EXHIBITION REVIEW | WABI SABI

EXHIBITION REVIEW | WABI SABI

Exhibition review Wabi-sabi. Japanese aesthetics in photography and ceramics Sieboldhuis Leiden, The Netherlands, 23 september 2022 t/m 15 januari 2023

On 29 november 2022 Martijn van Pieterson, who together with Annemarie Zethof owns the Antwerp based gallery Ibasho and co-curated the exhibition, gave us a tour of the exhibition in the Sieboldhuis. The exhibition explores the concept of Wabi Sabi. It is not easy to describe this concept in words. It is a way of seeing things. Wabi Sabi stands for a Japanese aesthetic of the beauty of things imperfect, impermanent and imcomplete and of things modest, humble and unconventional. The acceptance and appreciation of the transience and imperfection play an important role in Wabi Sabi.

The exhibition starts with works by Mika Horie. She uses her own handmade paper and the technique of cyanotype (blue) photography, making use of sunlight. Here we see Wabi Sabi in an extensive laborious process, from the harvesting of the gampi for the paper to the cyanotype printing using sunlight, and the acceptance of the inherent uncertainties and imperfection of the result of this process. 

What follows is a wonderful and interesting journey showing many manifestations of Wabi Sabi in more than a hundred photographs and ceremics. The seventeen artists whose works are on display are from Japan and outside Japan, inspired by Japan and the concept of Wabi Sabi. We see the acceptance of imperfection for example in photographs made with the use of alternative printing techniques and printed on handmade paper, or thin washi paper. In photographs the influence of Wabi Sabi can also be seen in the choice of subject, for example a swarm of sparrows caught in the moment, showing a unique split second of their movement. In ceramics the concept of Wabi Sabi can be seen in the organic shapes, the type of clay and the earthy colors of the objects. Several ceramic objects are made with the ‘Kintsugi’ technique, in which broken fragments are joined with laquer and gold, leaving a gold seam where the cracks were.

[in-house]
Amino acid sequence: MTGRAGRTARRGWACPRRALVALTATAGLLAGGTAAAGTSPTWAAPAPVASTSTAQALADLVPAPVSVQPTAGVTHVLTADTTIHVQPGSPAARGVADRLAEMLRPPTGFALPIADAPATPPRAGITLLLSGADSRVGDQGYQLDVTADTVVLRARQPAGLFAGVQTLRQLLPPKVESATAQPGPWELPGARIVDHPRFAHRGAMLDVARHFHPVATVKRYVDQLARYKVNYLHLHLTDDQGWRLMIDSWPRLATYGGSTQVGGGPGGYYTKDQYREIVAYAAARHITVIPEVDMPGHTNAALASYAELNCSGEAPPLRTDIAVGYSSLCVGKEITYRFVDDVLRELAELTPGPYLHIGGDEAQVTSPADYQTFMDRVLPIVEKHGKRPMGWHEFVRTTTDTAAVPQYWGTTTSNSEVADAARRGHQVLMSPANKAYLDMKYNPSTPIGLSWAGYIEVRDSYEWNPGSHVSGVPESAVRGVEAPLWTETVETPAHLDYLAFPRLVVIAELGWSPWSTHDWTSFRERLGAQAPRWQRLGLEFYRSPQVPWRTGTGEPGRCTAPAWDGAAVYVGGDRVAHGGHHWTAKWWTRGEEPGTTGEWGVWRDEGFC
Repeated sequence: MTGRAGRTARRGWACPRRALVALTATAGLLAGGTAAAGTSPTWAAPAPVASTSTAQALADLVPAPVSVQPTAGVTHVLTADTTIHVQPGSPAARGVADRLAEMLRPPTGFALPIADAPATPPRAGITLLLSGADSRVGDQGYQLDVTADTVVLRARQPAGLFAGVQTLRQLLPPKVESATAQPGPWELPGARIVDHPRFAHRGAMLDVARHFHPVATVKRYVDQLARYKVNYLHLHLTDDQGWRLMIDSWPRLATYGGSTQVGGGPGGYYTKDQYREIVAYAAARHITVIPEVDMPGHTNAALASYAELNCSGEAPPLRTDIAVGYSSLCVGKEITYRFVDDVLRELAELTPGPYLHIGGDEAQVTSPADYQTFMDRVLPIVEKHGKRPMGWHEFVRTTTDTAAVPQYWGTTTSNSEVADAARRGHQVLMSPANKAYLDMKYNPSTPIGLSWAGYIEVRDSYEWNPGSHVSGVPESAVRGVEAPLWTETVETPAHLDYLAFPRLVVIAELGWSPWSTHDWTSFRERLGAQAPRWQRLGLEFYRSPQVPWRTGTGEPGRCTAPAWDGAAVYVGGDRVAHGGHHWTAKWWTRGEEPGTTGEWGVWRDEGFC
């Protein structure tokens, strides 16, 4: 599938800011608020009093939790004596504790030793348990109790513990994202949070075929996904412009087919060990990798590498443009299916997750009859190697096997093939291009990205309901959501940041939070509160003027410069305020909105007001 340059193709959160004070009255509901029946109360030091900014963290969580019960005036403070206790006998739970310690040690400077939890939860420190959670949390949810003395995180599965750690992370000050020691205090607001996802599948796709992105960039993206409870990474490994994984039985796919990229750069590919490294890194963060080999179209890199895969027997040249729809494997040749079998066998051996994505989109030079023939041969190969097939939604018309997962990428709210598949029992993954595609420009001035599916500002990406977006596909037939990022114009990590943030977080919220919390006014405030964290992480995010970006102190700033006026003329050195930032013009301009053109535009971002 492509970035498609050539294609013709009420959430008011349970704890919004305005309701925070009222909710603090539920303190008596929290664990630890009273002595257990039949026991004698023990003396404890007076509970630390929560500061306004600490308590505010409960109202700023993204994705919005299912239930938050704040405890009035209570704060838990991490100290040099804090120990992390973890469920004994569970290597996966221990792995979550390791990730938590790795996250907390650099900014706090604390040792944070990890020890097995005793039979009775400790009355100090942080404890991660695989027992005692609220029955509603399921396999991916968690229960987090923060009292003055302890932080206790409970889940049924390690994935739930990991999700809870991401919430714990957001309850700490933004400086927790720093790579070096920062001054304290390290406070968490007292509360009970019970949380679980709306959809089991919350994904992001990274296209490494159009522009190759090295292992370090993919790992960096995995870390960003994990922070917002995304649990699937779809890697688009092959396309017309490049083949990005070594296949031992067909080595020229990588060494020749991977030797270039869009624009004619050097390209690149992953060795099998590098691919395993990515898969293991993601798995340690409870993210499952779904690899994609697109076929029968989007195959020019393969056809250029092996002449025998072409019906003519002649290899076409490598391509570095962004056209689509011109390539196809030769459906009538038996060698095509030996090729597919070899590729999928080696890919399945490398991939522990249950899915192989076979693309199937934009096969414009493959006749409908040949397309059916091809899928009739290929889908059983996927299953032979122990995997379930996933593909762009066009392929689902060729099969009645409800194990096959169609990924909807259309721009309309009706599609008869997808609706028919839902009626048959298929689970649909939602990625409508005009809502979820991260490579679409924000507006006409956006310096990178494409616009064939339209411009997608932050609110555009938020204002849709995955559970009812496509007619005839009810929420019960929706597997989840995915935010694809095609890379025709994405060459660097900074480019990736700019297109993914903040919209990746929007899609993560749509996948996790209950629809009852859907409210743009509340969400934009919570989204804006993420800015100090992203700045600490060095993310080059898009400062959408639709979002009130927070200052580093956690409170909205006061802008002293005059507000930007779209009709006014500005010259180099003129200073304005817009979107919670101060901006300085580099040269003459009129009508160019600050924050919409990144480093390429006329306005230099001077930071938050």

Through the works on display we see the three principles of Wabi Sabi 'nothing is perfect, nothing is finished and nothing is forever'. These echo three Zen Buddhist ‘keys to existence’ : everything is impermanent, it is impossible to realize our desires and there is emptiness, no ego, or you have nothing to add to your existence. After viewing the photographs and ceramics in the exhibition one has more understanding of the concept of Wabi Sabi and the many forms it can take both in the technique and the subject matter. At the same time, the best way of getting to understand this concept is looking at the objects. 

Unfortunately, the exhibition catalogue is sold out. Hopefully a second edition will be printed even though the exhibition has nearly ended. It will run until 15 January 2023. 

 

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